1. Record Stories for The KidsFor our Chicago grandchildren, each Christmas my wife and I have purchased some fun books that are appropriate to their ages and then have videorecorded us reading the books to them.My daughter-in-law reports that these are the best tools she has for "quiet time" when she is trying to get the baby to nap.The older kids love seeing Grandma and Grandpa read to them, and it helps keep our faces and voices in their mind so that when we call or visit, they know us right away.With current smartphone technologies, this has become even easier than it was a few years ago.
2. Send Activity Gift Certificates
Gift cards and e-gift cards are always a great idea for connecting with those who are far away, but giving gift cards or gift certificates that have to be used for an activity can be even more fun and lead to great conversations later. For example, a gift card to a local miniature golf center, water park or family fun center can bring some quality entertainment for the kids and give them one more way of connecting with you.
3. Record Your Day
If you are away for an extended period of time, try taking your smartphone or video camera along and record yourself at various locations and then post it online or email it to the family that lives away. This works best when you are on vacation or in an interesting and picturesque locale, but it can also work when you are just going to meetings or to a convention, or even just living your regular day away from them. It will give you common grounds for later talks or emails, and will help them appreciate your activities and connect with you in an interesting way.
4. Send Activity PackagesAnother strategy that we employ with our long-distance grandchildren is to send them a periodic package with things like workbooks, stickers, card games and the like.Our grandkids enjoy the grade-based workbooks that we find online and it also helps them pass the time in the summer when school is out.But sending things that they can do (rather than just eat or wear) is another great way to stay in touch at a distance.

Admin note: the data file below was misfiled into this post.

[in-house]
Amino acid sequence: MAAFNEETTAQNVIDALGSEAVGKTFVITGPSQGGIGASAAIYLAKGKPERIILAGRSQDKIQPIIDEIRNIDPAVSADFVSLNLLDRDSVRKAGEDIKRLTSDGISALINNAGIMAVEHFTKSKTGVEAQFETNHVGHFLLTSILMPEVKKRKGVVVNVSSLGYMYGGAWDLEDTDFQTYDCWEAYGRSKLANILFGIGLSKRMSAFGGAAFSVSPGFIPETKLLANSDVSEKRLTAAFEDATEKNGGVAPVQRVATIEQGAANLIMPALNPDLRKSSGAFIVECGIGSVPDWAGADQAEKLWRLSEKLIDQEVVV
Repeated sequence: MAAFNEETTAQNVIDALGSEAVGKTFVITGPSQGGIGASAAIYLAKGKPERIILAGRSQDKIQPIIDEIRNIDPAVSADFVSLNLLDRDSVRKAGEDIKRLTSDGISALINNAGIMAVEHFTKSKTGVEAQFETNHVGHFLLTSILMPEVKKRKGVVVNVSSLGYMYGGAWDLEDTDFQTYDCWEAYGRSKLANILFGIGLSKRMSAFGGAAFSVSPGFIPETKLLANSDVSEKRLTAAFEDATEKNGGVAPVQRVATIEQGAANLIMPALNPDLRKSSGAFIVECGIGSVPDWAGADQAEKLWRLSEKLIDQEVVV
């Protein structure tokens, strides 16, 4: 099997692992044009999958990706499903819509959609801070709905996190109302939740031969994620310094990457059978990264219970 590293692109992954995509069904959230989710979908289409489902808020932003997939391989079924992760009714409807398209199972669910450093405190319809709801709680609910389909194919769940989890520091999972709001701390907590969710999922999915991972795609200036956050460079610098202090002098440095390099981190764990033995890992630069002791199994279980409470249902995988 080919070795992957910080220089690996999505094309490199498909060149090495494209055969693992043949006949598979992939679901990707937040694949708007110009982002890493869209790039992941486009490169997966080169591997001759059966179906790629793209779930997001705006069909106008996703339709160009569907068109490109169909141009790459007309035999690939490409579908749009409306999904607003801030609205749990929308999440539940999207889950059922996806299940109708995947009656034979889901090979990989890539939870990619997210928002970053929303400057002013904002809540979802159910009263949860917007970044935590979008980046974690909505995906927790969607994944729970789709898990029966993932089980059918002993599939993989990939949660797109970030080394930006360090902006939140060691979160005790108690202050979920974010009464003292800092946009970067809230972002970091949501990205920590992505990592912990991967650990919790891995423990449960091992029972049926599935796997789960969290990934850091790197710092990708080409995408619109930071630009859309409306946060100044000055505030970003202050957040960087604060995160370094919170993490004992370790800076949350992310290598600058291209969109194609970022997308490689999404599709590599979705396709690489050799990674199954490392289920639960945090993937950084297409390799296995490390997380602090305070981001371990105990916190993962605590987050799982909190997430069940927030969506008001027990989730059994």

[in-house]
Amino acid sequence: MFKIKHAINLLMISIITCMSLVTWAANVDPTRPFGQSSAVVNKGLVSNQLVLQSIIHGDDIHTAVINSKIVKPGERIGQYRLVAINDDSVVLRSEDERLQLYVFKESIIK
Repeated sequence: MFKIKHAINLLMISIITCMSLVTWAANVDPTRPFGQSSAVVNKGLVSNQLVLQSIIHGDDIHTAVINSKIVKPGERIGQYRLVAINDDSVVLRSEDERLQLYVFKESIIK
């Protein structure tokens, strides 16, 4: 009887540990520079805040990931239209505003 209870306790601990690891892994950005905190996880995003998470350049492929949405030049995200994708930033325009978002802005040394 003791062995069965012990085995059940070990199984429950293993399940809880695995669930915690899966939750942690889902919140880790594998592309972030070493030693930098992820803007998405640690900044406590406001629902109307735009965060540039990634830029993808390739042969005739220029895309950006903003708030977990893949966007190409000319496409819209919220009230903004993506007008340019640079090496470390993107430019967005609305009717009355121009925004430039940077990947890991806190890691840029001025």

5. Recognize Their Accomplishments
It can be really hard for a dad or a grandfather to be absent when the child receives an award, is in a school play or wins a big game. Take the opportunity to praise and recognize their accomplishments. Sending a half-dozen roses to the daughter who is in the play for opening or closing night can help them know that they are remembered. If a child is acknowledged in a local newspaper for winning a big game, get online and make a comment on the article talking about what a great player he or she is and how much the victory means to the team, the team members and their families. Staying up to date on events like this can cement a relationship now and later.
6. Hangout Virtually
With technologies like Skype and Google Plus, it is becoming ever easier to have video-based "hangouts" with people at a long distance. I particularly enjoy the Google Plus hangout because you can involve other Google Plus members from various locations all in the same moment. Try setting up a hangout and then invite your family members all to join in. It is not quite as satisfying as a real family reunion, but it does offer some connecting time together.
7. Play Online Games Together
More and more people are connecting up online to play games, whether it is just the two or you or a larger group. This can be even more fun if you are talking on the phone while playing. The About.com guide to boardgames has a great listing of sites that would be appropriate for playing games with the kids in real time.